Bridge the gap between the Google Analytics UI and BigQuery export

Minhaz Kazi, Developer Advocate, Google Analytics – April 2023

"But why won't the numbers match with the UI?"

If you have worked with the BigQuery event export data for your GA4 property, you definitely have asked this question at some point. Or worse - someone else asked you this. And while trying to answer it, you probably have been asked the dreaded followup question:

"And where does it say that?"

With this post, we will try to shed light on both.

Before we go into details of how the numbers vary, it is important to understand the intended purpose of the BigQuery event export data. Google Analytics users send their collected data to GA via one of the collection methods - Google Tag, Google Tag Manager, Measurement Protocol, SDKs, and Data Import. Based on the GA property's settings, Google Analytics does significant value addition to the collected data before it reaches the standard reporting surfaces including standard reports, Explorations, and the Data API. These value additions can include inclusion of Google Signals, modeling, traffic attribution, prediction etc.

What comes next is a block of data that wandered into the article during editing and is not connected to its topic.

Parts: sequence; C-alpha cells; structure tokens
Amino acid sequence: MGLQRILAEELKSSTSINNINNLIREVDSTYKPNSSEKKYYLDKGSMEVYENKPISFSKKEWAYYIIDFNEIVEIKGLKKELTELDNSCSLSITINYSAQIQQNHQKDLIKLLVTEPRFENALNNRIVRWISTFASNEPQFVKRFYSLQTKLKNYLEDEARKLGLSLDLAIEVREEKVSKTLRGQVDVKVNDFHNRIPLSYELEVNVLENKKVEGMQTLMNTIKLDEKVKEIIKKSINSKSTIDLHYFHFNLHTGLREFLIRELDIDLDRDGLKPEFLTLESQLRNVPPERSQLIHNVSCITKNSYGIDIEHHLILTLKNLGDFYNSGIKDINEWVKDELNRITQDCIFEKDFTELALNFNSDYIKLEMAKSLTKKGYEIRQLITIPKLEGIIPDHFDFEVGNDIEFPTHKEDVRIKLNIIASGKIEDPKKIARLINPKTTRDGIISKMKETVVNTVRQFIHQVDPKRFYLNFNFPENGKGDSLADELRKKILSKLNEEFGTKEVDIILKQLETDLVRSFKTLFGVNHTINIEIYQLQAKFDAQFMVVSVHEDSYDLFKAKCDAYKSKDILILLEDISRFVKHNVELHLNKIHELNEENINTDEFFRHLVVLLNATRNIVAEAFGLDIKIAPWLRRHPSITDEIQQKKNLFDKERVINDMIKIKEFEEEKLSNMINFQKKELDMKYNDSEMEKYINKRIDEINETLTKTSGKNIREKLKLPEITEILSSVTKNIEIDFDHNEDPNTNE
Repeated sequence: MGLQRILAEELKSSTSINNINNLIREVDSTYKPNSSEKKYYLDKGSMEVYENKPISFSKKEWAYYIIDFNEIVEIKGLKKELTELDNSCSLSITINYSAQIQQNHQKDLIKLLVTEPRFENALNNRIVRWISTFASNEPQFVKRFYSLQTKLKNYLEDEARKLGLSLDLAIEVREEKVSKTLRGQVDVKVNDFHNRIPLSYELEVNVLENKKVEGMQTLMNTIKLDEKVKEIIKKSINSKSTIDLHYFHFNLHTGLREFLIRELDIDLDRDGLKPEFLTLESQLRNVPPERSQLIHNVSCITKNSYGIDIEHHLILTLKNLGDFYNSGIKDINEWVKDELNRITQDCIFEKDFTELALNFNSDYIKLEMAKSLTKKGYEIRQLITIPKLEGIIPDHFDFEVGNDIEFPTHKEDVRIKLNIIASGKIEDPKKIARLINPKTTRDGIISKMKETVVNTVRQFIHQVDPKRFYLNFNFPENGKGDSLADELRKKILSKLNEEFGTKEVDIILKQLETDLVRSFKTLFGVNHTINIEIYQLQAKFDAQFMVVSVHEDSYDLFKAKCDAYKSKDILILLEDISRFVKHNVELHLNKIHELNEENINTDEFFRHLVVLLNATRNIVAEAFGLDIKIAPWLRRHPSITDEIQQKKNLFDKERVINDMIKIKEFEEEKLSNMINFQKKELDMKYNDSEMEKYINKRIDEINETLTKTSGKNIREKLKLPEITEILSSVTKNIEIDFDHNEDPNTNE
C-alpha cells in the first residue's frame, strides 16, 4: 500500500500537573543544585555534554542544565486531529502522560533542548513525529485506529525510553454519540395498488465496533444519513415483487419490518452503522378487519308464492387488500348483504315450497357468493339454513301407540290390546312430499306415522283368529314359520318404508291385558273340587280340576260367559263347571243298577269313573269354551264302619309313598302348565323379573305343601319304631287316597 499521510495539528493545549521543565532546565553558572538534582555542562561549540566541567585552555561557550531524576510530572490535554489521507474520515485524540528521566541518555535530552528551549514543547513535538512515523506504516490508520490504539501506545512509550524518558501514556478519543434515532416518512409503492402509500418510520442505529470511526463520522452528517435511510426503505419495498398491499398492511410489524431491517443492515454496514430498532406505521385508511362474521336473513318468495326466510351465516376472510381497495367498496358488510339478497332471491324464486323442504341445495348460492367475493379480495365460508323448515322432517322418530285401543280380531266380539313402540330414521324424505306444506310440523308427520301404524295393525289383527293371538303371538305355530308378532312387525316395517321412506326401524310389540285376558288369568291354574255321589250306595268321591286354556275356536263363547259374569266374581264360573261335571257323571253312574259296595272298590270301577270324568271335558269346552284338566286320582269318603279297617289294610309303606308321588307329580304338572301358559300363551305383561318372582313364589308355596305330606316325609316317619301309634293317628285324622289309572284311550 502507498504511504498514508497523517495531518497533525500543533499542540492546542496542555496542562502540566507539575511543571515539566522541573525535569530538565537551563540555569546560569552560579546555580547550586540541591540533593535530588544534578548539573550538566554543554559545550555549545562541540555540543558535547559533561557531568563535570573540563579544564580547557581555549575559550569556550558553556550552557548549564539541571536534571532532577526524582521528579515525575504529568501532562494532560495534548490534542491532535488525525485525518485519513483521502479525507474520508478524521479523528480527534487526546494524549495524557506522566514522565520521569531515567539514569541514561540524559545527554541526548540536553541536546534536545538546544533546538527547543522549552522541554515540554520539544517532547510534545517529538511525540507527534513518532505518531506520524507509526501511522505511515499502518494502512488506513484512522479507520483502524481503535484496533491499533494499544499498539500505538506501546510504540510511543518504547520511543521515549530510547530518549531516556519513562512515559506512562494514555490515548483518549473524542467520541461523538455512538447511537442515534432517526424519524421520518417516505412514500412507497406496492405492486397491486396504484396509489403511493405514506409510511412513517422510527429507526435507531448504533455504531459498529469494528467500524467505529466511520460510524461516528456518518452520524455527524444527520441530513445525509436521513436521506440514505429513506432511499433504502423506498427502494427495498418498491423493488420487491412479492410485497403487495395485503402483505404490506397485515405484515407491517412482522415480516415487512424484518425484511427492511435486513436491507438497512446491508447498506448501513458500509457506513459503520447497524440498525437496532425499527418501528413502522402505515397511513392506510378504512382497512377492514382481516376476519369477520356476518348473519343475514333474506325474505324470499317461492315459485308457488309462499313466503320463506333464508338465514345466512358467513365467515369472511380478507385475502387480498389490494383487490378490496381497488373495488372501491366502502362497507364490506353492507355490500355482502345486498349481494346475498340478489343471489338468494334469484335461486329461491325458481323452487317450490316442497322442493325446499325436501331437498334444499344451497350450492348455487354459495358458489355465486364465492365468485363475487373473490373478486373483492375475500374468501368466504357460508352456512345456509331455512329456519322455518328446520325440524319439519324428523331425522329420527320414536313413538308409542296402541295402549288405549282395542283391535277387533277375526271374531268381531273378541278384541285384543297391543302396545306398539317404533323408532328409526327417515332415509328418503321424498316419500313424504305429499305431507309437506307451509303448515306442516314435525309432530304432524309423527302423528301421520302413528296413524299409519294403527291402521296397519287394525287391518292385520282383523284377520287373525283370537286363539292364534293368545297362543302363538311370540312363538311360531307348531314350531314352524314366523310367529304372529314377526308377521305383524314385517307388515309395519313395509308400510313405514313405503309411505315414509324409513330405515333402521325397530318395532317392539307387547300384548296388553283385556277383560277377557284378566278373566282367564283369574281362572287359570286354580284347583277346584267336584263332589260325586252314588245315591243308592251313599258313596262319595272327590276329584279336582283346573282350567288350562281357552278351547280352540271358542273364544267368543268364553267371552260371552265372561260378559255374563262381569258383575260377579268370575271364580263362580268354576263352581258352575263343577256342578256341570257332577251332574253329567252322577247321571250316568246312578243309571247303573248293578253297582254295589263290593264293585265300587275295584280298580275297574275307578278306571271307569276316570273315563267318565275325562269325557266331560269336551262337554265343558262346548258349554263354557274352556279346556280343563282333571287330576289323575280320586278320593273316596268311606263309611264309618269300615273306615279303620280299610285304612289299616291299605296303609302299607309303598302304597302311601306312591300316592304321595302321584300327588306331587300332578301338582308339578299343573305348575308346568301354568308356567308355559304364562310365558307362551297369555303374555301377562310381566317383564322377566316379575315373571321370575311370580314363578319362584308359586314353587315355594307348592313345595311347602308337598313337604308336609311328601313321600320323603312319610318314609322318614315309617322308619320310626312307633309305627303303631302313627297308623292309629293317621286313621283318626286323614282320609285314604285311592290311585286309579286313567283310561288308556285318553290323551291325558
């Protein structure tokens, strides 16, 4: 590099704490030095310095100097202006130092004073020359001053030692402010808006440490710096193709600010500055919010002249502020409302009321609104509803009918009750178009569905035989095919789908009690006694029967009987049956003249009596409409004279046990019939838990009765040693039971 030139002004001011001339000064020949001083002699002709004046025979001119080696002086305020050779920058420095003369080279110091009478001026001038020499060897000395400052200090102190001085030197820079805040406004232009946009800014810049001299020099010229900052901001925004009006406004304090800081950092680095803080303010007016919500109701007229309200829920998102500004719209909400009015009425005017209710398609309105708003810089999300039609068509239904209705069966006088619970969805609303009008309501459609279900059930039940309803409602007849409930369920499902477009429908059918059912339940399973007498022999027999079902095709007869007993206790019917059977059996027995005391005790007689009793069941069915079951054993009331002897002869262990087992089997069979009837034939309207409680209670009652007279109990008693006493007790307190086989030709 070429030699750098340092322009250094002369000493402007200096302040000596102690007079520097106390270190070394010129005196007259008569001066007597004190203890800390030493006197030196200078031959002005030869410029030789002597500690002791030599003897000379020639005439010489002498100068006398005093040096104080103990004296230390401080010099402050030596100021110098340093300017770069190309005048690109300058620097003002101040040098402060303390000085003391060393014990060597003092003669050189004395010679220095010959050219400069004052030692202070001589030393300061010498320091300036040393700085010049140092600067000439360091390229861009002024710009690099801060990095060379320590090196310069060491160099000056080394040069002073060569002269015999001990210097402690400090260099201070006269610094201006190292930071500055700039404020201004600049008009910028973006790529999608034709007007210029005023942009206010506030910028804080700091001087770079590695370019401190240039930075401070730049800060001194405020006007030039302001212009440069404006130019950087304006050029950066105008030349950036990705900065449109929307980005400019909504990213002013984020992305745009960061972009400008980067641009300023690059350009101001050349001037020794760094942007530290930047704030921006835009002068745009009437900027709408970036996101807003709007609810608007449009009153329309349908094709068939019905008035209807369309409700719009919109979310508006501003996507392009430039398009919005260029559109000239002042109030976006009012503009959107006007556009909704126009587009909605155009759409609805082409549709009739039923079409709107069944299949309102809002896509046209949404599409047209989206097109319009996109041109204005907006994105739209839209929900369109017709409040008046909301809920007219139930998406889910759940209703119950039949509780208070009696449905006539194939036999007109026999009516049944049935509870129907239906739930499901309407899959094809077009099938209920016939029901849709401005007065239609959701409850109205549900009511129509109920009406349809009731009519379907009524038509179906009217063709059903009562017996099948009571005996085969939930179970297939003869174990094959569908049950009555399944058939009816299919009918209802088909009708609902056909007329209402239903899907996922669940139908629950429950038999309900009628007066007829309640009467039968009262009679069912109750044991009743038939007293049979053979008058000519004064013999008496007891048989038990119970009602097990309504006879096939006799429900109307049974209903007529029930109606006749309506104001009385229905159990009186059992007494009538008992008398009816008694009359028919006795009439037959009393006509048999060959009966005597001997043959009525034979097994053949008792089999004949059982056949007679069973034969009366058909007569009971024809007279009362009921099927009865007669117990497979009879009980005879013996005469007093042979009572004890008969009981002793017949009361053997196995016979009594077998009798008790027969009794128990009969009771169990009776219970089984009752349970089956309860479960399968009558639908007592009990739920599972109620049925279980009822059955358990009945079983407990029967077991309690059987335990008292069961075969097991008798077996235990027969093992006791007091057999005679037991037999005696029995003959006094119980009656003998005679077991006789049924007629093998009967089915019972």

The standard reporting surfaces aim to provide the maximum value to GA users at the lowest friction. However, we understand that on the broad spectrum of users, some might want to supplement the value additions by Google Analytics or even do something completely customized. For these users, BigQuery event export is the intended starting point. BigQuery event export will have collected data, which is sent from the client or app to Google Analytics. BigQuery event export will not contain granular data on most value additions mentioned above.

Thus, for a large number of use cases, the standard reporting surfaces and the BigQuery export data aren't expected to be reconcilable when it comes to these value addition parts. If there is internal consistency in both and they match with what you are collecting, you should be good to go.

Now let's get into some of the specific reasons for the differences and explore ways for mitigating them when possible. This post focuses on the BigQuery Daily event export only and not the Streaming export.


For accurate comparison of your BigQuery export data with standard reports, Data API reports, or Exploration reports, confirm they are not based on sampled data. Data Sampling in GA4 provides further details and ways to address sampling.

Active users

If you count all the users who have logged at least one event on your GA4 property, you will get the Total Users metric. Although the Total Users metric is available in Explorations in GA4 UI, the primary user metric used for reporting in GA4 is Active Users. In GA4 UI and in reports, if only Users is mentioned, that usually refers to Active Users. So when calculating user count from BigQuery data, you will need to filter and keep only the active users to make the numbers comparable to the GA UI. The calculation method will also vary based on your selected Reporting Identity.